Research has shown that gout is prevalent and severe among patients who have undergone kidney transplantation surgery. A recent study offers hope. It demonstrated that pegloticase use by adult kidney transplant recipients with uncontrolled gout may result in considerable and prolonged decreases in serum uric acid levels.1 Abdul A Abdellatif, MD, assistant professor of medicine in the Nephrology Department, Baylor College of Medicine, Houston, presented the study data in an American Society of Nephrology presentation titled Transplantation: Clinical—Unrecognized Risk Factors, Traditional Considerations and Outcomes in recognition of Kidney Week, Nov. 4–7.
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Background: In 2010, the U.S. Food & Drug Administration (FDA) approved pegloticase injection (pegylated recombinant uricase; Krystexxa) to treat chronic gout in adults who are refractory to conventional therapy.2 The agent is a PEGylated uric acid specific enzyme given at a dose of 8 mg every two weeks via intravenous infusion.3 Transplant recipients were not included in pegloticase’s pre-marketing clinical trials for FDA approval.
Important note: Pegloticase carries a Boxed Warning regarding anaphylaxis and infusion reactions, glucose 6-phosphate dehydrogenase deficiency (G6PD) deficiency-associated hemolysis, and methemoglobinemia. Pegloticase is contraindicated in patients with G6PD. Additionally, to minimize the risk of infusion reactions and/or anaphylaxis, pre-infusion medications are recommended (e.g., antihistamines, corticosteroids). Patients should be closely monitored for serious adverse events during and after pegloticase treatment.
This ongoing, phase 4 trial, known as PROTECT (NCT 04087720), is examining the efficacy and safety of pegloticase in the kidney transplant recipients who had received a kidney at least one year prior. To meet the study’s entry criteria, participants had to have: 1) serum urate levels ≥7 mg/dL; 2) an intolerance or ineffectiveness to prior urate-lowering therapy; 3) at least one of the following: tophi or chronic gouty arthritis, and at least two gout flares in past year; and 4) a functioning kidney transplant graft, which was defined as an eGFR ≥15 mL/min/1.73m2, receiving stable immunosuppressive therapy.
Pegloticase was administered as 8 mg every two weeks for 24 weeks. The primary end point is serum uric acid response, defined as achieving and maintaining a serum uric acid level of less than 6 mg/dL for at least 80% of the time during the six-month trial (weeks 20, 21, 22, 23 and 24). Health Assessment Questionnaire (HAQ) pain (most severe=100) and HAQ-Disability Index (DI) scores were also being evaluated, as well as the incidence of adverse events.
Twenty kidney transplant patients were enrolled, and all 20 had an initial, remarkable serum urate level decrease, with the majority sustaining this response for the study duration. The patient’s ages (mean ± standard deviation [SD]) were 53.9±10.9 (mean ± SD) years, with 14.7±6.9 (mean ± SD) years since kidney transplant. At entry, the serum urate levels (mean ± SD) were 9.4±1.5 mg/dL, with a gout duration (mean ± SD) of 8.4±11.6 years. All patients were being treated with at least two immunosuppressive agents.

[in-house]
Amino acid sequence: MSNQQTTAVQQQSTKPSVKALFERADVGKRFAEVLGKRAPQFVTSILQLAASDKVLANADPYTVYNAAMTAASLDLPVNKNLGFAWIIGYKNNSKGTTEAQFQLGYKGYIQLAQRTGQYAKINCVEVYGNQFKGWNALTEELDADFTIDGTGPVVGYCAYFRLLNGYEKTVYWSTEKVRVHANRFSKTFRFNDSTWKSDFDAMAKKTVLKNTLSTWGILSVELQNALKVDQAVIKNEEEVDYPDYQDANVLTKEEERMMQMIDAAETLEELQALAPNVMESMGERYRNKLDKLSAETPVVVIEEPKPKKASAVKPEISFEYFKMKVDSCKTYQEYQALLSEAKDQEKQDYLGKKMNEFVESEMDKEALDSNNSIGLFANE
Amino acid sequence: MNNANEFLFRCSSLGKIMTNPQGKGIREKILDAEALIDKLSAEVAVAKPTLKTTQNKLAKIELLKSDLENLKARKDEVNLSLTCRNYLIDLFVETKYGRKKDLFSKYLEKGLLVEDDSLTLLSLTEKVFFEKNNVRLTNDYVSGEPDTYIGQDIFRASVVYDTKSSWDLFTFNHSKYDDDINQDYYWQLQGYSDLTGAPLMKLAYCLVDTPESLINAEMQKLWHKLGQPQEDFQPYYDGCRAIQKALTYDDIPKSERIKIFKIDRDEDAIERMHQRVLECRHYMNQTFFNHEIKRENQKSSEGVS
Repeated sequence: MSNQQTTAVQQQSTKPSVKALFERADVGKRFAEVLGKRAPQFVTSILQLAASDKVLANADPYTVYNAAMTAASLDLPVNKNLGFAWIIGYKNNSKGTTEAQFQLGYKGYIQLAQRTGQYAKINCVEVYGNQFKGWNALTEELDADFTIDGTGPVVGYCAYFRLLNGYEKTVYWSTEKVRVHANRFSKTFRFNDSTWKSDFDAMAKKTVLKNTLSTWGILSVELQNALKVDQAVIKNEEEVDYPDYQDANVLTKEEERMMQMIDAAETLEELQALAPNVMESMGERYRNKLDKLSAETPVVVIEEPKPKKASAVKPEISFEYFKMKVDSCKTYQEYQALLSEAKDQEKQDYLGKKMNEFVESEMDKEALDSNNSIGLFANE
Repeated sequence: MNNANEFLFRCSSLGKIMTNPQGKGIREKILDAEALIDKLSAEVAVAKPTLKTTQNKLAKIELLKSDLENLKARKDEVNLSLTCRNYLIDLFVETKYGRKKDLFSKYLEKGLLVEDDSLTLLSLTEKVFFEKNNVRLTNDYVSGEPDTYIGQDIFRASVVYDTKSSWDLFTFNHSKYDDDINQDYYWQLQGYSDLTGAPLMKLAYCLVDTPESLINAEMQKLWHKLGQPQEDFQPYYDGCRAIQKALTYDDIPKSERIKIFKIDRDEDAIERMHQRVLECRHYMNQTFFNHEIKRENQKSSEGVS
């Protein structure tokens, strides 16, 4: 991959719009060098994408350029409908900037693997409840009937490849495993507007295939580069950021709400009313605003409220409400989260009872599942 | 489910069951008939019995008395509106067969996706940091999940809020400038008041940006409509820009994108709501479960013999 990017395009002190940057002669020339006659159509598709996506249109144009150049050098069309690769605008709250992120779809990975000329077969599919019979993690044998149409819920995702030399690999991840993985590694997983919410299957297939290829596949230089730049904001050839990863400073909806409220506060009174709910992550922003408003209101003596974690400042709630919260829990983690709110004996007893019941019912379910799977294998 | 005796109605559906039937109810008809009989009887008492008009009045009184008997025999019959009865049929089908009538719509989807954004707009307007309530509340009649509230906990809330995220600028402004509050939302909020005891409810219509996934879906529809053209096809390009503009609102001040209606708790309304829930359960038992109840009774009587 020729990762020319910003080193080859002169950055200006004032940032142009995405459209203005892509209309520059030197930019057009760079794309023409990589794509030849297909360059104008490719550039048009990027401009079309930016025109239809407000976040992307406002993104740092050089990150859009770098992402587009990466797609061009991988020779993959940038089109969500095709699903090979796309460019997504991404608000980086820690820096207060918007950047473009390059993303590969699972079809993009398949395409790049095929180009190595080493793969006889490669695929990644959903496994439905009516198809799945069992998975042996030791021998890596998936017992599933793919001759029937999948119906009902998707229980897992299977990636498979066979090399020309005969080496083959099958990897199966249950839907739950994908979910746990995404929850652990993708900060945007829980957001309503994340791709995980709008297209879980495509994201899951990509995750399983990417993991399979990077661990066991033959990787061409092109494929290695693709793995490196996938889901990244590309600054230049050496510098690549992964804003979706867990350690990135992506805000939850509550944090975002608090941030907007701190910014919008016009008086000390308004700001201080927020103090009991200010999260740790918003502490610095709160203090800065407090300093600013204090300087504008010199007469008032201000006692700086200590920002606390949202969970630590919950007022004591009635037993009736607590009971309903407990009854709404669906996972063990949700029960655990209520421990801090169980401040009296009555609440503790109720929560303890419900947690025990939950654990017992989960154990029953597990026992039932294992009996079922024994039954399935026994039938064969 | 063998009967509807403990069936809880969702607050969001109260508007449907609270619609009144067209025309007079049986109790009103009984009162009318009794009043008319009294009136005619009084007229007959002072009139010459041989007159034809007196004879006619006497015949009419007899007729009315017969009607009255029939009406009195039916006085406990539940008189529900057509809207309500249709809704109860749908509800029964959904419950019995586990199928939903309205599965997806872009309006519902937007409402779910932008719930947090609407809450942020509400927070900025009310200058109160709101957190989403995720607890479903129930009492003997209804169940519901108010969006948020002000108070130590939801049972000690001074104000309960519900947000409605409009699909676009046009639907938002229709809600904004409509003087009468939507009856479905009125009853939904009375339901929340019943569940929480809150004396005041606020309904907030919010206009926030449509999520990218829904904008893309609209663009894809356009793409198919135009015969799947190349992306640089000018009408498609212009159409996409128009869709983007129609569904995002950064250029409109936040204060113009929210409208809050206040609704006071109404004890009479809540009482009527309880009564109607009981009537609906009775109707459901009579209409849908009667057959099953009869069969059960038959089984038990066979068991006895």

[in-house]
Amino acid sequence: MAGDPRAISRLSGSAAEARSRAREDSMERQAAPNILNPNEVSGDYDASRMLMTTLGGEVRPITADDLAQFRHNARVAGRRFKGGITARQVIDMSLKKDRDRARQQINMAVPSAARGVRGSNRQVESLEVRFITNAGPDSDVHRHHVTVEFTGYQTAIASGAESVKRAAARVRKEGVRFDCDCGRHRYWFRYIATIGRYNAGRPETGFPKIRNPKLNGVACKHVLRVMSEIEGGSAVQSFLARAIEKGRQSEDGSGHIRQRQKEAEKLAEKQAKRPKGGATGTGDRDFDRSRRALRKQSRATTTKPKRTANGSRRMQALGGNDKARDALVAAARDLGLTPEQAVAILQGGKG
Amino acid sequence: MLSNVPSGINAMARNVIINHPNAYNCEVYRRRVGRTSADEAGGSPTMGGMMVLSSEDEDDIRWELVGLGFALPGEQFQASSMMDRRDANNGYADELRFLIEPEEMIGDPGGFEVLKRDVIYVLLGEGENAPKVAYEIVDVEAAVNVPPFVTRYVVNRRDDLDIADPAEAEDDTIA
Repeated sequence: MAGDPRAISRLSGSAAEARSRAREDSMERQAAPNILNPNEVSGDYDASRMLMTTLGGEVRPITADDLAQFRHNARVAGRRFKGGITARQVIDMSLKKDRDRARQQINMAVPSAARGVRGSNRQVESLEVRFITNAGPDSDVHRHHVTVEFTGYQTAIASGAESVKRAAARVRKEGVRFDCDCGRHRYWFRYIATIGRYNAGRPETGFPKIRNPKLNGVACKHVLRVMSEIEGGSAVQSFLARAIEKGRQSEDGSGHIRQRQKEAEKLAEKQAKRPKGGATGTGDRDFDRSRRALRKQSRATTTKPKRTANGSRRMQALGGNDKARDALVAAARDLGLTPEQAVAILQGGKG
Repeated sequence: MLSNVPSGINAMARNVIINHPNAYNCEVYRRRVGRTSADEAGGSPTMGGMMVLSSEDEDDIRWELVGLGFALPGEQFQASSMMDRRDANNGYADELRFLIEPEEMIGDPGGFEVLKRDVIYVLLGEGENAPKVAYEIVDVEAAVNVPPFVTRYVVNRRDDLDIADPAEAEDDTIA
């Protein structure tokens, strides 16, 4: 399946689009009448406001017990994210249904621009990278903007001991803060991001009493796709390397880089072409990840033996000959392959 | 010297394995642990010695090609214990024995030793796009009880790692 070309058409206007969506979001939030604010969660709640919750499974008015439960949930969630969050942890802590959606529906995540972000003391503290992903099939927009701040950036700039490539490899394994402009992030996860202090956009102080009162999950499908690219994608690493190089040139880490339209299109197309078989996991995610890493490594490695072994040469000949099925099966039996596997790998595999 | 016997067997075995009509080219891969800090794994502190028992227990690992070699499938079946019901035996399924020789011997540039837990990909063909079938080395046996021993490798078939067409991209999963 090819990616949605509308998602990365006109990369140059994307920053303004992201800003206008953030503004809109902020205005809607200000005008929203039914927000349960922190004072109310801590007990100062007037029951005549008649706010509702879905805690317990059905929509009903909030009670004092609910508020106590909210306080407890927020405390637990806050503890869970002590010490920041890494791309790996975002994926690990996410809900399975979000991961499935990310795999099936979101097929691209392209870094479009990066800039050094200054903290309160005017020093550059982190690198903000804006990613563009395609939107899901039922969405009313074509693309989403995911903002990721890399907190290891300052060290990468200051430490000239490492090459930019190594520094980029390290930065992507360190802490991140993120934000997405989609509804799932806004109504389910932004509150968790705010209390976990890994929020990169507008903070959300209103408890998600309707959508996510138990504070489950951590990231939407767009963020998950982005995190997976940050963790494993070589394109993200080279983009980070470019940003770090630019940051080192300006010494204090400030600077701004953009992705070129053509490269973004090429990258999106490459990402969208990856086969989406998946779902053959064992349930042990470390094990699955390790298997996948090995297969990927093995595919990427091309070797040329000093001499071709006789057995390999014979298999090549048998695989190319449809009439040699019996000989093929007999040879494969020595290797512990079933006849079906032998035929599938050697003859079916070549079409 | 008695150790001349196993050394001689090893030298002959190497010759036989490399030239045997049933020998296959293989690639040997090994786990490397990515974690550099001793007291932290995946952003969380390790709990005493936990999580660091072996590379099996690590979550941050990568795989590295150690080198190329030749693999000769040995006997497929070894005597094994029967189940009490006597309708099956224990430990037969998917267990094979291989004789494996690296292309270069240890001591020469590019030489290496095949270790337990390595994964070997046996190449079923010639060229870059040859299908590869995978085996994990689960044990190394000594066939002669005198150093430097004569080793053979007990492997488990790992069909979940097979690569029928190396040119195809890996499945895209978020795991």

At the time of analysis, 10 patients had completed treatment, three had discontinued the study, two had met the serum urate monitoring rules at two consecutive visits but had discontinued pegloticase, and five patients continued to receive pegloticase therapy. At week 24, no notable changes to eGFR were identified. Also at week 24, in the 10 patients who had completed pegloticase treatment, HAQ-pain and HAQ-DI scores improved by 26.7±30.3 (baseline: 35.9±30.2) and 0.2±0.5 (baseline: 1.0±1.0), respectively.
Seven serious adverse events occurred in five individuals. These reactions included atrial fibrillation, cellulitis (N=2), diverticulitis, duodenal ulcer, localized infection and sepsis. These reactions were deemed unrelated to pegloticase administration. No anaphylaxis or infusion reactions occurred.
The use of pegloticase in kidney transplant recipients to reduce serum uric acid levels without affecting renal function is beneficial. The preliminary data presented herein show promising results in these patients, who often have high levels of serum uric acid and symptomatic gout despite prior treatment with uric acid-lowering agents, either due to intolerance or ineffectiveness.
Michele B. Kaufman, PharmD, BCGP, is a freelance medical writer based in New York City and a pharmacist at New York Presbyterian Lower Manhattan Hospital.
- Abdellatif AA, Kin Z, Peloso P, et al. Pegloticase for uncontrolled gout in kidney transplant recipients: Provisional data report of a multicenter, open-label, efficacy and safety study [abstract PO2117]. Presentation. American Society of Nephrology. 2021 Nov 4.
- BLA Approval. BL 125293/0. (Pegloticase (Krystexxa) injection FDA approval letter.) U.S. Food & Drug Administration. 2010 Sep 14.
- Highlights of prescribing information: Pegloticase (Krystexxa). U.S. Food & Drug Administration. 2016 Sep.